TORONTO - By Monday morning - hours after an increasingly perilous skid hit five - more than a few members of the wobbling Maple Leafs were on the third floor of the Air Canada Centre, playing some basketball on the practice court of the neighbouring Toronto Raptors.
"I think some guys just wanted to go shoot some hoops and loosen up," said captain Dion Phaneuf on a rest day for most of his teammates.
The Leafs are doing what they can to loosen up and shake the ills of a losing streak that has them tumbling closer and closer to another late season collapse and early spring exit. In fine position as recently as two weeks ago - second in the Atlantic following a statement win in L.A. - they are now simply clinging to the final wild card position in the East with a grueling test against St. Louis ahead on Tuesday night.
"No one's happy with what's gone on," said Phaneuf, "but it's reality. We have got to come [Tuesday] prepared and ready to go."
Just as the highs of a win streak are exaggerated so too are the lows of a losing slide. Toronto has lost five straight, all close games and all with a series of consistent and untimely trends.
First has been the sluggish starts and inability to score the game's first goal. The Leafs have a .714 winning percentage this season when they score first, a .289 mark when they don't. They've given up that valued first goal in seven straight games, falling behind by two or more in five of the seven (six losses).
And while they've improbably rallied to tie or pull within one in each of the five losses - even leading briefly against Tampa - the uphill climb has ultimately proven too steep to overcome.
"The one issue for us, more than anything, is that we seem to have been putting ourselves in the position of clawing back into games," head coach Randy Carlyle observed. "And you won't have success if you continually have to do that."
"We've played from behind too often," Phaneuf concurred. "When we have been coming from behind that's when we've been attacking more than from the start. When you do get down you play with more desperation. We have to find a way to play with that desperation right from the get-go."
Not helping matters, though certainly not the singular point of blame, has been the goaltending. His confidence simply sunk at this point, James Reimer has not provided anywhere near the top-tier caliber of goaltending that Jonathan Bernier delivered before his injury, the kind of elite nightly theatrics the defensively-inept Leafs require to win.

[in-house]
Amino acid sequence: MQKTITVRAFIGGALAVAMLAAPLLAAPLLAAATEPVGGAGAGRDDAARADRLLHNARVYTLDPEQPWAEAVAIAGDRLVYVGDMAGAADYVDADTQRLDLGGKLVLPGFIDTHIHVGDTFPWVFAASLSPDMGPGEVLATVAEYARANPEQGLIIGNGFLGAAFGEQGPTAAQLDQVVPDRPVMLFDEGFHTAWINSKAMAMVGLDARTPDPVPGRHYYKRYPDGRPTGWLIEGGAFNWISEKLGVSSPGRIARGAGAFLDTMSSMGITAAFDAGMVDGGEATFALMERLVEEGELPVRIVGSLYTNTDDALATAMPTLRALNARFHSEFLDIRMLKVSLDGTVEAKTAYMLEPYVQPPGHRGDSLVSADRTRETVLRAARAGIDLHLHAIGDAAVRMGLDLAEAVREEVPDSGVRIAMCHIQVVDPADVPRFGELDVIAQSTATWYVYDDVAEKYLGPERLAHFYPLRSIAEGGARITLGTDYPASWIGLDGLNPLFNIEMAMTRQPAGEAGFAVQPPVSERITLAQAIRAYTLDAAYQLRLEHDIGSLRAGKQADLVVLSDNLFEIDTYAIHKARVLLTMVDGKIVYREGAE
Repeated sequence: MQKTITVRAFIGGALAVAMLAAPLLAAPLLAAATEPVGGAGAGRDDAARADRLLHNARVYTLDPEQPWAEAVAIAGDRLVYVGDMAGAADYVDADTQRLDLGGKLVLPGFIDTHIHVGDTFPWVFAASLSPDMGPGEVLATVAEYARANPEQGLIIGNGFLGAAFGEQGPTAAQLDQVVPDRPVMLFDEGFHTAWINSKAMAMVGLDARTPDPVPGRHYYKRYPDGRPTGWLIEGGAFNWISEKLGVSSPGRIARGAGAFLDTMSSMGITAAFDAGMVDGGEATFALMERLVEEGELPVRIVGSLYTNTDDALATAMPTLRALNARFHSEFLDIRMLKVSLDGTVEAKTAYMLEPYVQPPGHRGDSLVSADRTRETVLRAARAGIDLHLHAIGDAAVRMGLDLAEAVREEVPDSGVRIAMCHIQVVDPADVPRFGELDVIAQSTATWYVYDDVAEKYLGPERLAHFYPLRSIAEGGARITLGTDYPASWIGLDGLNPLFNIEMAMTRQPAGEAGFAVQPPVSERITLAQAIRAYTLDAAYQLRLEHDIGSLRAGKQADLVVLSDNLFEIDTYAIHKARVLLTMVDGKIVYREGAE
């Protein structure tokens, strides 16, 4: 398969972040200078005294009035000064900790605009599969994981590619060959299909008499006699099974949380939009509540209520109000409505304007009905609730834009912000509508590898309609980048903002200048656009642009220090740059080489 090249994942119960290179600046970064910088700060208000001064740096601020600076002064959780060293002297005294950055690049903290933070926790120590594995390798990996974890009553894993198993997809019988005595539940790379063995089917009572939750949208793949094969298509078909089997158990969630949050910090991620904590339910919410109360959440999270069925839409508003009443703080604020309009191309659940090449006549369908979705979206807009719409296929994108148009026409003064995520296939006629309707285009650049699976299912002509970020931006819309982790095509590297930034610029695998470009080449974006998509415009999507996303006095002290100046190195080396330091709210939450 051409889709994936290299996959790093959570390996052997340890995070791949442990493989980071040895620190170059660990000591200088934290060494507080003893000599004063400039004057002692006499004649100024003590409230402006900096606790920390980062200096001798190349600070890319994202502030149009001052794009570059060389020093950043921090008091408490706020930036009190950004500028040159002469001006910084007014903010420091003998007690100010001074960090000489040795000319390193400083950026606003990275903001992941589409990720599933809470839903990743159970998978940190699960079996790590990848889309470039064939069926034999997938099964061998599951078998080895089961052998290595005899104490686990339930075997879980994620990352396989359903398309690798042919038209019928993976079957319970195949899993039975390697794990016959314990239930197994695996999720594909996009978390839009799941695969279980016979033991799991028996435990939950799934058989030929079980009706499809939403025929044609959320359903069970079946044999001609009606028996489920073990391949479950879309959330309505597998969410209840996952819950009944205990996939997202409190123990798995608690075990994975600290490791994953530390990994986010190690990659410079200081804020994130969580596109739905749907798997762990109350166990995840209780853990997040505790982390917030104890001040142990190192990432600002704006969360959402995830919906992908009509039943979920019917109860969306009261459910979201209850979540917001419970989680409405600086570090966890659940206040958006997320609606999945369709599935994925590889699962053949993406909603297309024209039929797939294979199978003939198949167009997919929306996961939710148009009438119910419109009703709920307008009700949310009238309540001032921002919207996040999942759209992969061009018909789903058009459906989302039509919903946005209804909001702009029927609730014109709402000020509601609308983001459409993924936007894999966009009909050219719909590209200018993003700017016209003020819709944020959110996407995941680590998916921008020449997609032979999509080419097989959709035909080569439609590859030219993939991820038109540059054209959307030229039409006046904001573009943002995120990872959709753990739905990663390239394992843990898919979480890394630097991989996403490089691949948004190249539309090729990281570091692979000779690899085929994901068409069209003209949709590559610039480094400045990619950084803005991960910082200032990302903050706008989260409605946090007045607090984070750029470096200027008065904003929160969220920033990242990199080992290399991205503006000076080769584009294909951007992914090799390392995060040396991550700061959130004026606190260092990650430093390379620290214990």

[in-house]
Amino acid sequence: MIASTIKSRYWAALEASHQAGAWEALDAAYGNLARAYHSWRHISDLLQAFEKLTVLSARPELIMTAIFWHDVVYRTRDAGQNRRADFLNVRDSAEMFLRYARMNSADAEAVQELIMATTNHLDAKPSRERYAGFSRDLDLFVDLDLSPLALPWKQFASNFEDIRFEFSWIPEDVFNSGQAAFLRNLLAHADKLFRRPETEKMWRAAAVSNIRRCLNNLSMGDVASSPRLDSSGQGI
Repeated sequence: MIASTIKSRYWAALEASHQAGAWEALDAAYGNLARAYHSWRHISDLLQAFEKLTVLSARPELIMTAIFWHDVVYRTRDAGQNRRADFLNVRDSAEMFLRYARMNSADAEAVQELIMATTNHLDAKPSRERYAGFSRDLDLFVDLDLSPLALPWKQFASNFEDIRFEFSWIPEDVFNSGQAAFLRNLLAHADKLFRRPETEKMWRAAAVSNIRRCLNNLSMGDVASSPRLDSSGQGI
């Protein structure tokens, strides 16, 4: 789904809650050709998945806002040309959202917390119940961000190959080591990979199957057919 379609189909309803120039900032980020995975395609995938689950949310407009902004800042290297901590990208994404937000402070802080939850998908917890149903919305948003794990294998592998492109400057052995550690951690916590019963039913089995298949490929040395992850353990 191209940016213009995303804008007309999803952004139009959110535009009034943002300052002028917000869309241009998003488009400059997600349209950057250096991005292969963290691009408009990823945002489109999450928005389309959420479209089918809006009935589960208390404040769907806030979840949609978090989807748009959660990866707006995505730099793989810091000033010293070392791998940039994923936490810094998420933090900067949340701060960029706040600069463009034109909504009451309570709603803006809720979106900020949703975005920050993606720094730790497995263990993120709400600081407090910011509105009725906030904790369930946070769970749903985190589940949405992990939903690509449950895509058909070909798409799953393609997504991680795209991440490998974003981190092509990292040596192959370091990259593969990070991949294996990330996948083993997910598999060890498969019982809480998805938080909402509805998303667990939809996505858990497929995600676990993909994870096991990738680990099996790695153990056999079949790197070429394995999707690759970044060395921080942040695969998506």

Consider Bernier's 8-2-2 record and .947 save percentage this season when facing 40 shots as reminders of that ability to perform under heavy strain.
Reimer, meanwhile, has a disastrous .871 save percentage in five starts in place of Bernier.
Nursing the first groin injury of his career, Bernier was on the ice again Monday afternoon, but wasn't sure if he'd be available to return against the Blues. "It hurts to see your team lose," he said, "but at the same time it's one of those injuries [where] you've got to take time. Don't want to rush and then you're out for another four or five games after."
Bernier said his readiness would be determined by the team's medical staff, but said he'd know for himself when he was able to make "a split save or that I can make that stretch save and not think about it I guess."
Update: Bernier was the projected starter on Tuesday morning.
Without him, Carlyle would be faced with difficult question in goal for a tough tilt against the best team in the West. Start Reimer for the sixth consecutive game despite his struggles or hand the net to Drew MacIntyre, the 30-year-old who has yet to start an NHL game.
While perhaps difficult to envision Carlyle turning back to Reimer yet again, consider that under similarly challenging circumstance - two sets of back-to-backs in the past week - he went with the struggling former no. 1 each and every time. The tried and tested product, however unstable at the moment, may be more appealing than the unknown.
Reimer was pulled for MacIntyre in the team's fifth straight loss on Sunday night.
"What happened last game, surely you take that into consideration, but the most important thing is that the individual we choose to represent us at that position tomorrow night we feel confident he can get the job done," said Carlyle.
Beyond goaltending are the series of game-changing mistakes and breakdowns that have often left Reimer on an island all his own, left to sink or swim in an unforgiving crease. Bernier bailed out those mistakes more often than not. Reimer has not.
There was Troy Brouwer left all by his lonesome in the slot during the first loss in Washington. There were two Gustav Nyquist breakaway goals in Detroit. It was three times open for Steven Stamkos in Toronto. There was the Phil Kessel neutral zone giveaway which sprung Max Pacioretty against Montreal, a Rene Bourque breakaway coming shortly after. And most recently, a bad line change and pinch that sparked an odd-man rush goal from Damien Brunner and then later another breakaway, this time from Patrik Elias.
"What we have to do is we have to limit our mistakes," said Carlyle. "We're making too many of them that are costing us in the hockey games."
Additionally, the Leafs have been unable to find much offence beyond their top line. Without the likes of Phil Kessel, James van Riemsdyk, and Tyler Bozak scoring two or three a night, they've simply not produced enough to overshadow other faults as was often the case in victories earlier this season.
"There's still lots of hockey to be played," Phaneuf said. "There's lots of points that are available for us. We obviously are not happy about what has happened, but what's happened has happened. There's no going back to yesterday or three days ago or a week ago. Right now our focus is on St. Louis and coming out and playing the way that we can.
"We've slid far enough. We've got to grab some traction here and regroup with a big win."